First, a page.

Marisa was born in 1935 in Ceva, a small village in the Province of Cuneo. She graduated from the University in Turin with a degree Economics.
Her adventure in the world of new technologies began with a job in the Electronics Division of Olivetti. In 1959 Franco Tato welcomed her as a new graduate and offered her a job in Milan in the computer world, at the time an unexplored universe and for daredevils.
It was the first gamble she took and the first of a long series of challenges that, as an enterprising woman, she decided to accept. In 1963 Olivetti merged with Bull and as early as 1964 the winds of crisis were blowing, culminating in the electronics division being sold to General Electric. For Marisa Bellisario this was the beginning of her first foray into the international world.
In 1965 she traveled for the first time to New York and soon thereafter obtained full recognition of her managerial skills.
Decisiveness, capabilities and expertise, coupled with the experience gained at the international level, make her the undisputed protagonist of Honeywell. It was such a brilliant career that, in January 1979, she was appointed as Chairman of Olivetti Corporation of America, a position that she held until 1981, when she returned to Italy to take the reins of Italtel.
In those years, Italtel was passing through a phase of acute recession: it was a colossal company housing over 30,000 employees and 30 electromechanical companies which were either obsolete and/or facing serious loss. As CEO, Marisa was obliged to make courageous difficult and farsighted choices.
It was a difficult task as the Unions were against her, skeptical about her restructuring plan, while the press wrote that a woman had been chosen to make the end of the conglomerate softer. The only who appeared to trust and give her support was the former Minister of State Holdings Gianni De Michelis.
She did not fail however, and she made no mistakes: Marisa succeeded in the miracle of transforming a conglomerate of diverse and numerous plants into a modern, dynamic and innovative electronic company.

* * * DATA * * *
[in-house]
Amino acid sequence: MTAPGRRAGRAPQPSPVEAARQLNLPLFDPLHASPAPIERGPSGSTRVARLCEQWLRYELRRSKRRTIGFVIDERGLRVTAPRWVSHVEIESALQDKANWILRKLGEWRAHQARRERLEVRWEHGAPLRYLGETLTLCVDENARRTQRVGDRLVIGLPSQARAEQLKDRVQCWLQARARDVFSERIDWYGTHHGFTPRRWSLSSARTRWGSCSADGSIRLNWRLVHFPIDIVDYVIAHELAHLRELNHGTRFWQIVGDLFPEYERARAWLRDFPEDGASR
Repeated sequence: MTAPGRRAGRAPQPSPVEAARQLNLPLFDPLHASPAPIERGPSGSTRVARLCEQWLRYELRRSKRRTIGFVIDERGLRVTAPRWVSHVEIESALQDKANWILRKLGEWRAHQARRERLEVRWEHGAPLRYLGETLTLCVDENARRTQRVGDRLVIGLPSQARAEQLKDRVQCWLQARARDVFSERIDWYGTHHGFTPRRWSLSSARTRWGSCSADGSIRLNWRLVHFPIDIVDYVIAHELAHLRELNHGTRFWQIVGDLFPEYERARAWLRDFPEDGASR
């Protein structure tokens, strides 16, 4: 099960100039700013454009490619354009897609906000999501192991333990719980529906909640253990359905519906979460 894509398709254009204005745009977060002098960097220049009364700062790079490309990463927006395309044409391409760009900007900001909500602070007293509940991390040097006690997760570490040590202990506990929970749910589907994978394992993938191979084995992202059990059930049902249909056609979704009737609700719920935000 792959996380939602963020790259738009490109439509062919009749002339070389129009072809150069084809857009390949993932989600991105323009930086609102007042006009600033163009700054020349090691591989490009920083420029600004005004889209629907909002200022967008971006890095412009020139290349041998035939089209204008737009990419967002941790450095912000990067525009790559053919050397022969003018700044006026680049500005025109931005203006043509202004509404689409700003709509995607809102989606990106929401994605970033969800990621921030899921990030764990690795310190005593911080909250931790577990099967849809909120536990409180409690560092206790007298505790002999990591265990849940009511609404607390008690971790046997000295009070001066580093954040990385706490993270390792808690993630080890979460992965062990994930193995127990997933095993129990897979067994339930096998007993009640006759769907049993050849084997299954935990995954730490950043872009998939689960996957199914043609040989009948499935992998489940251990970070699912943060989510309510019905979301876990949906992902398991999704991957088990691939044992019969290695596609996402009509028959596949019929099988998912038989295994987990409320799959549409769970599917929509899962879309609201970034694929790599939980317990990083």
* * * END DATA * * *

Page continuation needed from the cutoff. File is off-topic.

She replaced 180 out of over 300 executives, she started innovative projects that provoked interest in the United States marketplace, and in three years she succeeded in the impossible mission of turning the budget of Italtel profitable, with a turnover of 1.3 trillion lire.
She was a clear cut managerial success story which was written into the manuals of economics as an example of restructuring a public company. Her capabilities and accomplishments garnered the award for manager of the year in 1986.
A recognition that did not make it any easier for Marisa who continued to have to fight in the corporate world against ingrained prejudices. By example, the merger and acquisition deal between Italtel and Telettra, the FIAT Company in that industry was to have resulted in Telit, a large Italian telecommunications company.
However, the deal was cancelled because Fiat did not want to give her the primary role of CEO because she was a woman. This shortsightedness caused a halt to the growth of the Italian telecommunications sector that with Telit could have gained a prominent role in the international scene.
It was truly unfortunate and culminated in being an exemplary obstacle to what was and represented the career of Marisa Bellisario. A career built alone, rejecting compromises and power games, easy accommodations and fake solutions. Grown and strengthened in an environment that was rich of persons like Adriano Olivetti, Bruno Visentini, Carlo De Benedetti, Romano Prodi and Cesare Romiti, Marisa Bellisario demonstrated how a woman, by the angelic look but with an iron fist, can be the authentic interpreter of a winning destiny.